People in India have been forming long lines outside banks to deposit discontinued cash before the December 30 deadline, but thousands are still trying to exchange old bank notes for new currency.
Hoping to curb corruption and tax evasion, Prime Minister Narendra Modi announced on November 8 that 500 and 1,000 rupee notes will no longer be legal. Since then, banks have witnessed desperate lines forming outside their premises and in front of ATMs.
The discontinued banknotes represent 86% of India’s currency circulation, BBC wrote.
With 40% of cash dispensers empty, many failed to withdraw new notes that supposedly replaced the amount they deposited.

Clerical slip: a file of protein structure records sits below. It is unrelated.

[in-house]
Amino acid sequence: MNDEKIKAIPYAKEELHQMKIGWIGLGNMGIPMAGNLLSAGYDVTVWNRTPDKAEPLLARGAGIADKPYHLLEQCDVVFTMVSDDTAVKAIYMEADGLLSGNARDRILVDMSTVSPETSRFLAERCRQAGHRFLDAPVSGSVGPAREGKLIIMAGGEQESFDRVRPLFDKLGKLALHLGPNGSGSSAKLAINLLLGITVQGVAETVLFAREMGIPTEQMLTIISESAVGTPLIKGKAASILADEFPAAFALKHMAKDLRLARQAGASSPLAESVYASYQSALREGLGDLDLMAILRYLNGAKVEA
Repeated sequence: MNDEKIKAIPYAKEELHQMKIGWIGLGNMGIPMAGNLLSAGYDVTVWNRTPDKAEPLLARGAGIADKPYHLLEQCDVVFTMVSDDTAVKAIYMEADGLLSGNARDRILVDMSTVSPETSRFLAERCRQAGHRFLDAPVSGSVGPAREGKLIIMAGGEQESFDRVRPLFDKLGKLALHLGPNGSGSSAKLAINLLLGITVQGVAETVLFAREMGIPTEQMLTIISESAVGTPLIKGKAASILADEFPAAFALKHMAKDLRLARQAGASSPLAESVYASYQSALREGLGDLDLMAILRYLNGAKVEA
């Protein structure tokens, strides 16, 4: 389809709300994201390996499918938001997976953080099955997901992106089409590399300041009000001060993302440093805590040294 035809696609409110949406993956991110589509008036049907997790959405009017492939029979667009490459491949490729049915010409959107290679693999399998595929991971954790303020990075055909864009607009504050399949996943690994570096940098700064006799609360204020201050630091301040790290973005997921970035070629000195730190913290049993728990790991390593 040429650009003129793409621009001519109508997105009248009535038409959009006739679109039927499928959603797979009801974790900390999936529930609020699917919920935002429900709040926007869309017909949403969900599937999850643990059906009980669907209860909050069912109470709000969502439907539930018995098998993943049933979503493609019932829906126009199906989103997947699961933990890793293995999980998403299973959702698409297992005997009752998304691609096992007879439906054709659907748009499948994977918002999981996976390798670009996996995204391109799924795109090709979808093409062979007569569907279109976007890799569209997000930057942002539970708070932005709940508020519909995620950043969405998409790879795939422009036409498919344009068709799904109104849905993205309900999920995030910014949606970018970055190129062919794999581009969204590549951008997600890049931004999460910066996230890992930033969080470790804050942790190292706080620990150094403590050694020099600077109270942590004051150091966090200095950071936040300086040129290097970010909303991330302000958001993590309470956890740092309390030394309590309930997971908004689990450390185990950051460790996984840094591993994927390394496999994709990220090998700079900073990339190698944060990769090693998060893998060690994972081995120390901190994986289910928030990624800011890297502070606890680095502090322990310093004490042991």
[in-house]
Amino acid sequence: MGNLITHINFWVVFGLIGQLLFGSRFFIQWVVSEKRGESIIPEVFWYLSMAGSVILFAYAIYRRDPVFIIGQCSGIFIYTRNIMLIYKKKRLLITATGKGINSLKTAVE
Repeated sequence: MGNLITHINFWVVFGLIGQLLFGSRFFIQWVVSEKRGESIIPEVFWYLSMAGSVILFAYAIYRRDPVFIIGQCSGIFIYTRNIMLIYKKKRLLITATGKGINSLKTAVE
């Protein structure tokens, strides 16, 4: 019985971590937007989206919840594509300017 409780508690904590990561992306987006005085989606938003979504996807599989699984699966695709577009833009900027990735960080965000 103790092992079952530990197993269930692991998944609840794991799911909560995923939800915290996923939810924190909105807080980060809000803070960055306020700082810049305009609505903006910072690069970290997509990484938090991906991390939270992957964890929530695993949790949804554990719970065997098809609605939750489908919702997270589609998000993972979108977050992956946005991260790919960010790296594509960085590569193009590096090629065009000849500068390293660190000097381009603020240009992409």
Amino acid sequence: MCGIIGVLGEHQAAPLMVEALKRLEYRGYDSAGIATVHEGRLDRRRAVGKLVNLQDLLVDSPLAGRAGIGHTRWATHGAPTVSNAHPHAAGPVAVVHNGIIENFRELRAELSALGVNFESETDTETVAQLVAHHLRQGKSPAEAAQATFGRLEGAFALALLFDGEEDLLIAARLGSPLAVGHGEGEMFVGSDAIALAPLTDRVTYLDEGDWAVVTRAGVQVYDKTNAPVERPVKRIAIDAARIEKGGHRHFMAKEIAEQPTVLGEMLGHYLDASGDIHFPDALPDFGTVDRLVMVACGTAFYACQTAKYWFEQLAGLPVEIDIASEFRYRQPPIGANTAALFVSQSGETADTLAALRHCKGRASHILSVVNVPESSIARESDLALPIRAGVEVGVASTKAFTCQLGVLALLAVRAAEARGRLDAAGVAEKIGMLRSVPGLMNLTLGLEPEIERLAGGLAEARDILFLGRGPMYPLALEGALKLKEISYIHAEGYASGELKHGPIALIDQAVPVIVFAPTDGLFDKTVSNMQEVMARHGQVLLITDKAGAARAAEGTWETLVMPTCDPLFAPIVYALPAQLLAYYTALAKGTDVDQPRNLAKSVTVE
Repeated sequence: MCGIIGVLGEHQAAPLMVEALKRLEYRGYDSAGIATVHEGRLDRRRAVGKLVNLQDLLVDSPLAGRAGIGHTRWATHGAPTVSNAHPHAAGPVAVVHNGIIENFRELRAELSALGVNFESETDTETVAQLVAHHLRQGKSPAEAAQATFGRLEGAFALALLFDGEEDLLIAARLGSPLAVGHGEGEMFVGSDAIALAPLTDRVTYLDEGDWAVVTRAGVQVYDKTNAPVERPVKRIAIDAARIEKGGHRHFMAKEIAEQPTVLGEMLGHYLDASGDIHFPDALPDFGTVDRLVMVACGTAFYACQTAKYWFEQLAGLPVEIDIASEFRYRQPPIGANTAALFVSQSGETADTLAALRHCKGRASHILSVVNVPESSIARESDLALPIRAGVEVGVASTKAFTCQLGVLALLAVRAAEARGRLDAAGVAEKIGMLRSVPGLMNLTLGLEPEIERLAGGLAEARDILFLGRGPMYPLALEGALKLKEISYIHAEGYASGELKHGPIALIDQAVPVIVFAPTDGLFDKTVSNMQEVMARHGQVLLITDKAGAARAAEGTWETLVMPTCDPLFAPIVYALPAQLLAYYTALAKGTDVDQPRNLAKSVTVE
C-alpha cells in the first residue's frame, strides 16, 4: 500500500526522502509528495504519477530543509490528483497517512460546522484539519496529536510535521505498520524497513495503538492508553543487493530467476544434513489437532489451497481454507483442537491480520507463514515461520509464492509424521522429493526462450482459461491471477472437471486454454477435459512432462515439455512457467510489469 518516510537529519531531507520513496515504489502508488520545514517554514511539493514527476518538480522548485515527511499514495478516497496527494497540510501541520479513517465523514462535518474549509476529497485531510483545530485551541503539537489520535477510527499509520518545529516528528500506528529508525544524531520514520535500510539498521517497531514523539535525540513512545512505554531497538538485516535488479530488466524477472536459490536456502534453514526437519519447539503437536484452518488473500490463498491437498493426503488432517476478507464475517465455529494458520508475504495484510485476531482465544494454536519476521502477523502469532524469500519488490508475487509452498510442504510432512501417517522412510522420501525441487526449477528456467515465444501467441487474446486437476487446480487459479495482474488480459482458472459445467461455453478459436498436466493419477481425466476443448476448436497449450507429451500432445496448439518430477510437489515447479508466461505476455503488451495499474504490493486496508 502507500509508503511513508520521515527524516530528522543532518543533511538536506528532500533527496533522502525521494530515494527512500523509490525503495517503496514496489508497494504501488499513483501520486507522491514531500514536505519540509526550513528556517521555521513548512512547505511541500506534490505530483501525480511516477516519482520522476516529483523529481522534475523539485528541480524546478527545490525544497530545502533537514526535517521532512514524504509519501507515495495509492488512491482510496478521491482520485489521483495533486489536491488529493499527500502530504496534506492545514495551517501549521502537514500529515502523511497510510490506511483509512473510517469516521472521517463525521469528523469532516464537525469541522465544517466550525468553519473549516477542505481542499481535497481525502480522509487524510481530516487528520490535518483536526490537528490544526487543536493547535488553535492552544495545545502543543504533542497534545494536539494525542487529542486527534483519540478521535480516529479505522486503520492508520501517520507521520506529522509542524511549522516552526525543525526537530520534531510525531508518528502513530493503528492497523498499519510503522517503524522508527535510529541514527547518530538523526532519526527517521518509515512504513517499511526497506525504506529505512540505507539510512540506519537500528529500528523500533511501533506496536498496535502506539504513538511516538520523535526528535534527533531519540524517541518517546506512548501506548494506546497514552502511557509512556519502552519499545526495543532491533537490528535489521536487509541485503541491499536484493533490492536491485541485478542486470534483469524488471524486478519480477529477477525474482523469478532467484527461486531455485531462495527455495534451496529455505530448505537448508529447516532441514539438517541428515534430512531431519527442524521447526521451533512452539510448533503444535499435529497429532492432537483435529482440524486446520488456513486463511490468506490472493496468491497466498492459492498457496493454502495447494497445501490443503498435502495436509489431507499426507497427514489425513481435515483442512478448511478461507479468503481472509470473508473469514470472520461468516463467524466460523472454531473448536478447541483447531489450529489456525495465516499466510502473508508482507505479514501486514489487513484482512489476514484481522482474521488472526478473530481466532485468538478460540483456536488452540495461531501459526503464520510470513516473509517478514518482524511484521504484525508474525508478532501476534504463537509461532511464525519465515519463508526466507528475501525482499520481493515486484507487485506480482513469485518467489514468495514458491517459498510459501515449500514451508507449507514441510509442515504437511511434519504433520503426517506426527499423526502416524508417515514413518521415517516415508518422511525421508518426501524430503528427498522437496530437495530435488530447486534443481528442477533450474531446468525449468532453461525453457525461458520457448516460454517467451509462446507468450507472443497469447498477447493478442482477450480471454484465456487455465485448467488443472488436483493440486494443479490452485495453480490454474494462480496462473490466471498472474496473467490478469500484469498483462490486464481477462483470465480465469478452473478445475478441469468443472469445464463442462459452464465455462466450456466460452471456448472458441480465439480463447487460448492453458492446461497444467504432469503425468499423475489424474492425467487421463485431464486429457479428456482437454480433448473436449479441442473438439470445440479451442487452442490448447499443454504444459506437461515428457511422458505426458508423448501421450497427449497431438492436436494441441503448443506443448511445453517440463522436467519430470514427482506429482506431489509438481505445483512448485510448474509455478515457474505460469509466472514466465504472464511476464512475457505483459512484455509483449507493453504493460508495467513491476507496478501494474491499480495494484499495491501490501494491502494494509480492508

In addition, India’s central bank has not completed printing new notes, resulting in a currency shortage, The Independent said.
However, the Reserve Bank of India introduced an exchange facility for Indian citizens and non-resident Indians (NRIs) who were out of the country between November 9 and December 30, 2016.
According to The Hindu Business Line, resident Indians who were abroad for the duration can access the facility until March 31, 2017. Non-resident Indians, on the other hand, can do so until June 30, 2017.
The facility, which opened on Monday, is available through Reserve Bank offices at Chennai, Kolkata, Mumbai, Nagpur and New Delhi. Indian citizens residing in Bangladesh, Bhutan, Nepal and Pakistan cannot use the service.